Well, this is embarrassing: According to botanists, Canada's brand new polymer $20 bill has the wrong maple leaf on it. Instead of choosing a maple leaf derived from any one of 13 species native to the country, the Bank of Canada appears to have chosen a leaf from an invasive species, the Norway maple. But despite the claims from scientists, the Bank of Canada says it has a perfectly good explanation.
Indeed, this wouldn't be the first time the currency-bombing Norway maple has made its way into Canadian iconography. Though the tree came to North America in the late 18th century (it was imported by a Philadelphian merchant who sold it to Canadian gardeners as an exotic adornment), it has appeared in such places as the official logos of Wilfrid Laurier University in Waterloo, the Natural History Museums of Canada, and the FIFA under-20 World Cup of Soccer.
But as senior botanist Sean Blaney recently told the CBC, "It's a species that's invasive in Eastern Canada and is displacing some of our native species, and it's probably not an appropriate species to be putting on our native currency."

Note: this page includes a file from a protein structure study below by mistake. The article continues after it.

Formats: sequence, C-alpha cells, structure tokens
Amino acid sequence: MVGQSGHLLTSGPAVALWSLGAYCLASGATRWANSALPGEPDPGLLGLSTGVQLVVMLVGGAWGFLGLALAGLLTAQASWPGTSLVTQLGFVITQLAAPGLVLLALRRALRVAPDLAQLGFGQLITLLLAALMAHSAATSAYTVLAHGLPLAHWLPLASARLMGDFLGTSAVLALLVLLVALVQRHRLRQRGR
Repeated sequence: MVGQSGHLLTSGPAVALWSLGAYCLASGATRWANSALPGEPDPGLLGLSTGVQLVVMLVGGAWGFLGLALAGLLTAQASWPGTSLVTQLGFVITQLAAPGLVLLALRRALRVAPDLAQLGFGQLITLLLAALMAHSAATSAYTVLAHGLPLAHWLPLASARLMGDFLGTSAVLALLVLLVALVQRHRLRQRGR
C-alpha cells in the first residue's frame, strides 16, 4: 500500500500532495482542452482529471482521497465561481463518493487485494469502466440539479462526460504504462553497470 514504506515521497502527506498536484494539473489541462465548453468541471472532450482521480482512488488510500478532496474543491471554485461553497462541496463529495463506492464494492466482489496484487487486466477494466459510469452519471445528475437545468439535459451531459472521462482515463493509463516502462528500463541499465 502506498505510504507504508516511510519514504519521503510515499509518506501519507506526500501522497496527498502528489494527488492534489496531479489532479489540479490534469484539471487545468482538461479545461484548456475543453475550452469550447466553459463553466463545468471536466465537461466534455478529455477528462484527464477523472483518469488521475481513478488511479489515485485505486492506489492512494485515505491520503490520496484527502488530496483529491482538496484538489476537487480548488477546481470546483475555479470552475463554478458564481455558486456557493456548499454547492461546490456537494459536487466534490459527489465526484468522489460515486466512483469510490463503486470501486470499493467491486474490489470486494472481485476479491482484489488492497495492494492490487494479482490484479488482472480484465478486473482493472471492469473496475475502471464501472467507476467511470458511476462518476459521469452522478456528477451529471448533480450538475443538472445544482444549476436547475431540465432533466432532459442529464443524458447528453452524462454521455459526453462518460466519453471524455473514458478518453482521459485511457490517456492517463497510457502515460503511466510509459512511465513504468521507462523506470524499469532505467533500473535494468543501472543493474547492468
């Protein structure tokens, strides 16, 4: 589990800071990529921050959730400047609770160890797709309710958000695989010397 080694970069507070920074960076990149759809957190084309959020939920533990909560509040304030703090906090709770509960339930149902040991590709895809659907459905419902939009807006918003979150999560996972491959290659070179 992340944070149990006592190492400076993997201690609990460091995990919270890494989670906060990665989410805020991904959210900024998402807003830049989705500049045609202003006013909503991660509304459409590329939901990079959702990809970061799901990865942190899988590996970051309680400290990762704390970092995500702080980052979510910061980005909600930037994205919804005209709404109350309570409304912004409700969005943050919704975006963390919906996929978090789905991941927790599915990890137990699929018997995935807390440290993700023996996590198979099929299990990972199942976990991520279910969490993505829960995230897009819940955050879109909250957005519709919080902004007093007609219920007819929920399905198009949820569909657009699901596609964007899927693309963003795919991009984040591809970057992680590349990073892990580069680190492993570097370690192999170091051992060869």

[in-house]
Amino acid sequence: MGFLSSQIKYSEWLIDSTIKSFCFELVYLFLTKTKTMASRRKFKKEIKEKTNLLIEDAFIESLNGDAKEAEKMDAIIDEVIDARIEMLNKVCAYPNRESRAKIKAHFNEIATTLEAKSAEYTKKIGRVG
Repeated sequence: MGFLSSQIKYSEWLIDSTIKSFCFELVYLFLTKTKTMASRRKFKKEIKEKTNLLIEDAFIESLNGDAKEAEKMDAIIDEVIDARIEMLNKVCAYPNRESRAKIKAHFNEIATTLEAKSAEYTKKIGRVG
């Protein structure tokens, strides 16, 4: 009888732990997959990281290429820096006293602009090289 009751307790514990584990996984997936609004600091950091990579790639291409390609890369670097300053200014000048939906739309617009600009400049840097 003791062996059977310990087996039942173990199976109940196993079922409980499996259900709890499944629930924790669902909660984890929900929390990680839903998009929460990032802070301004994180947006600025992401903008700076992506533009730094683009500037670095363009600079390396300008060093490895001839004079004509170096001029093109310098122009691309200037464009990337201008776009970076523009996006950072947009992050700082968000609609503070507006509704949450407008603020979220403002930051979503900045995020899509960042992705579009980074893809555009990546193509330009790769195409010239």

Typically, the leaf of the sugar maple is used, and is the one featured on the Canadian flag.
In its defense, the Bank of Canada says that it's a "stylized blend" of Canadian maple species — a kind of amalgamation of several maple species. But Blaney — and others — are not impressed with this explanation:
"It seems a bit like an after-the-fact explanation to me. The bottom line is that, the image on the bill looks exactly like a Norway maple, however it was derived," he said.
University of Ottawa Prof. Julian Starr, also a research scientist at the Canadian Museum of Nature, specializes in plant identification and classification.
He has been consulted by the Royal Canadian Mint about the botanical accuracy of its coins, but he was not shown this maple leaf.
"This could not be confused with a native species of Canada," said Starr. "It basically looks like a Norway maple."
According to the CBC, there are 400 million bank notes already in circulation, including $20, $50 and $100 bills. There are plans to print another 1.2 billion more bank notes, including $5 and $10 bills.